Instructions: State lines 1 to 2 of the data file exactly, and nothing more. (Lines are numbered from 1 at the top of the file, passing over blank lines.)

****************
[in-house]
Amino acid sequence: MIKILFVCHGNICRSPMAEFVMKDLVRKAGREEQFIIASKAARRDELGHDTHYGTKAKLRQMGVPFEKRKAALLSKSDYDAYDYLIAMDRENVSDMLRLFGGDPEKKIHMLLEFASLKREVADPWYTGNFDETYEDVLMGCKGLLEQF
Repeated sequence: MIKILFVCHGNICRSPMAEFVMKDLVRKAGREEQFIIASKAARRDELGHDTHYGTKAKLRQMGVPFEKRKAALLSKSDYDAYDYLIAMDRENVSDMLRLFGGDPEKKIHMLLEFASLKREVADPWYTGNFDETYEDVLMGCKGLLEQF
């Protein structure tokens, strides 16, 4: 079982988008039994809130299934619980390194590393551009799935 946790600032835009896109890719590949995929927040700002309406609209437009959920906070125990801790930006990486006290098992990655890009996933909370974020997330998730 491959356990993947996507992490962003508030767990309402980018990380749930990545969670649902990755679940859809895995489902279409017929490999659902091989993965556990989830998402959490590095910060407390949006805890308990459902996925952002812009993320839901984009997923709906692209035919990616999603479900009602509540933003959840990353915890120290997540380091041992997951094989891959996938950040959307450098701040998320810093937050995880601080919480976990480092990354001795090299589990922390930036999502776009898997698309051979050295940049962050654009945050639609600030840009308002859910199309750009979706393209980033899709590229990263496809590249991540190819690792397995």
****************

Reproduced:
[in-house]
Amino acid sequence: MIKILFVCHGNICRSPMAEFVMKDLVRKAGREEQFIIASKAARRDELGHDTHYGTKAKLRQMGVPFEKRKAALLSKSDYDAYDYLIAMDRENVSDMLRLFGGDPEKKIHMLLEFASLKREVADPWYTGNFDETYEDVLMGCKGLLEQF